On October 1, 2009, Swearingen contacted Mr. Lyons and informed him that " things were not done properly" during the emergency. App. at 788. On January 11, 2010, the Lyonses filed a Notice of Tort Claim; about six months later, they filed a complaint against RCSC, Spicer, Thorne, and LaRue, alleging negligence, wrongful death, and federal civil rights violations. During discovery, the Lyonses sought certain information from Indiana Insurance, which moved to quash their request. The trial court granted that motion, concluding (1) Indiana Insurance did not owe the Lyonses a duty to direct the School to preserve the video evidence and (2) most of the documents the Lyonses had requested were privileged.

The defendants moved for summary judgment on all claims, and the Lyonses filed a cross-motion for summary judgment on the issue of their compliance with the Indiana Tort Claims Act notice requirement. They also moved for leave to

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add Indiana Insurance as a defendant based upon its failure to conduct a reasonable investigation of the incident. After a hearing, the trial court issued a summary order granting the defendants' motion and denying the Lyonses' motions.

The Lyonses appealed, and in a published opinion, a divided panel of our Court of Appeals affirmed in part and reversed in part, concluding the defendants were entitled to summary judgment on the Lyonses' federal claims but not on the ITCA notice issue or on the state law claims. Lyons v. Richmond Cmty. Sch. Corp., 990 N.E.2d 470, 476 (Ind.Ct.App. 2013). The majority also affirmed the trial court's decision to quash the Lyonses' third-party discovery requests and to deny their motion for leave to amend their complaint to add Indiana Insurance as a defendant. Id. at 488.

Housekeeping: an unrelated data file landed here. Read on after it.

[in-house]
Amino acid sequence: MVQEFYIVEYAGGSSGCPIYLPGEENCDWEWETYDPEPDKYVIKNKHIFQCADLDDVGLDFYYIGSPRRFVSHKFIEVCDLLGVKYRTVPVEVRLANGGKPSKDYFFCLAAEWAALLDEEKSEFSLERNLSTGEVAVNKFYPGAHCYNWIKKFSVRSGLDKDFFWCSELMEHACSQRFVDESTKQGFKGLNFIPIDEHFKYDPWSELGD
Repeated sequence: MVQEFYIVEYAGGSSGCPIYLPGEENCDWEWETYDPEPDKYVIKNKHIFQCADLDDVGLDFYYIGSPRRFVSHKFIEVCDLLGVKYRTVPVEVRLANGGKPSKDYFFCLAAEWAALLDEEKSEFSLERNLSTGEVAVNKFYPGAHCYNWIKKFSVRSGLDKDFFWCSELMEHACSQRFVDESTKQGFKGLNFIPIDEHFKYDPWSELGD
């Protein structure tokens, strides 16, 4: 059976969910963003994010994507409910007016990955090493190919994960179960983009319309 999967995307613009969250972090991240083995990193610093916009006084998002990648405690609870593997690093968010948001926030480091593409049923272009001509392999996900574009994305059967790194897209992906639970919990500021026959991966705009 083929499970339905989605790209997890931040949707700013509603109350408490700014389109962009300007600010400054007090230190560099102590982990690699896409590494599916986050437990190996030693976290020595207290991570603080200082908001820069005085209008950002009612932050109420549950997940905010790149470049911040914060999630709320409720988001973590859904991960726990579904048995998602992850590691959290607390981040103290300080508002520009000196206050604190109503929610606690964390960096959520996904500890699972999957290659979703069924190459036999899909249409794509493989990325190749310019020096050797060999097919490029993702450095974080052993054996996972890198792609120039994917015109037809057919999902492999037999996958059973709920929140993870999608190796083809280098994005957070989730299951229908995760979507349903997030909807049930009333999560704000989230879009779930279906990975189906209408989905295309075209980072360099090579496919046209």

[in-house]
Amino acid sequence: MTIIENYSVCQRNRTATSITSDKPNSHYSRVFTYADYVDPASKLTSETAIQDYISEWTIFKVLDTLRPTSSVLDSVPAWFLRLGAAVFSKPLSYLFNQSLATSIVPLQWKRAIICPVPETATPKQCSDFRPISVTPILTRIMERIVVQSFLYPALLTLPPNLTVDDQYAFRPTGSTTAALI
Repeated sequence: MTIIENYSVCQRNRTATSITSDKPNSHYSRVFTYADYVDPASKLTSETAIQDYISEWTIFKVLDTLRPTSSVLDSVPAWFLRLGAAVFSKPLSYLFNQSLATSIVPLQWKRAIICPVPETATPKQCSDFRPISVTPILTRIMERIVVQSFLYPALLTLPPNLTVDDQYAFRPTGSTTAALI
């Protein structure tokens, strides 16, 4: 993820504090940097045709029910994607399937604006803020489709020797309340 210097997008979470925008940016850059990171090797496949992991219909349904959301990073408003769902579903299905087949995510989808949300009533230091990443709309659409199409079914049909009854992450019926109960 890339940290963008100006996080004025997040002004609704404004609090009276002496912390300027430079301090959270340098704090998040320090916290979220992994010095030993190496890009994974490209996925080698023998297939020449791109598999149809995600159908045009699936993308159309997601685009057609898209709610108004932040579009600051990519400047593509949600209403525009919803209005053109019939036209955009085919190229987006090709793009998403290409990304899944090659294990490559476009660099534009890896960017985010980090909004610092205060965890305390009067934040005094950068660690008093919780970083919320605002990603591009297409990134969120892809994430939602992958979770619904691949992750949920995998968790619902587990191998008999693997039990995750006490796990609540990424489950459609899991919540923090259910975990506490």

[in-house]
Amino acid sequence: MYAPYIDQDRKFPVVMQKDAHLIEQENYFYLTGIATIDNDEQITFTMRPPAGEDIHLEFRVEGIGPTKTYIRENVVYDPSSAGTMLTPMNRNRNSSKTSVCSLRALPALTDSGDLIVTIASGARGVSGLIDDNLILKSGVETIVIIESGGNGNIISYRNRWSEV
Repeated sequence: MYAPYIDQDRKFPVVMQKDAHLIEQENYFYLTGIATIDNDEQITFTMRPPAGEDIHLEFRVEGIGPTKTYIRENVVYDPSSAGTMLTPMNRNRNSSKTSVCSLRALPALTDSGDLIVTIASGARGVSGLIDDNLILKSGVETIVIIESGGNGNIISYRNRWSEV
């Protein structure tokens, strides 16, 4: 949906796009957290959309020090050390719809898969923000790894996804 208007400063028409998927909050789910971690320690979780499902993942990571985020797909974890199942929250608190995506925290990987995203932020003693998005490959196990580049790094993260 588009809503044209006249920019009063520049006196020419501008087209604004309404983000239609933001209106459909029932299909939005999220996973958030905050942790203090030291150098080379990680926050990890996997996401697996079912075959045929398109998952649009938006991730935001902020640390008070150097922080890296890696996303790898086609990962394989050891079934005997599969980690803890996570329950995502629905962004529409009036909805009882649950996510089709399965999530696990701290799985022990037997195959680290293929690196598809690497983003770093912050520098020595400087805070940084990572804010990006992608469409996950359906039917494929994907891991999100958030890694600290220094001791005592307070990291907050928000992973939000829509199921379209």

Then-Chief Judge Robb wrote separately, believing the defendants were not entitled to summary judgment on the ITCA notice issue for two reasons: (1) as the majority concluded, because there was a question of fact as to whether the discovery rule might apply to toll the 180-day time limit, and (2) as Chief Judge Robb believed, there was also a question of fact as to whether " RCSC was fraudulently concealing material facts concerning the Lyonses' cause of action." Id. at 488 (Robb, C.J., concurring in part, concurring in result in part, and dissenting in part). She noted this issue was particularly suited for the trier of fact because " it requires weighing the evidence to determine whether there was intent and reasonable reliance." Id. at 490. Finally, she would have reversed the trial court's grant of summary judgment as to the Lyonses' federal claims. Id.

The School successfully sought rehearing, but the panel affirmed its original opinion in all respects, granting the petition only to clarify that ITCA notice requirement compliance is a question of law for the court to decide before trial, although it may depend upon the resolution of disputed facts. Lyons v. Richmond Cmty. Sch. Corp., 996 N.E.2d 1280, 1280 (Ind.Ct.App. 2013).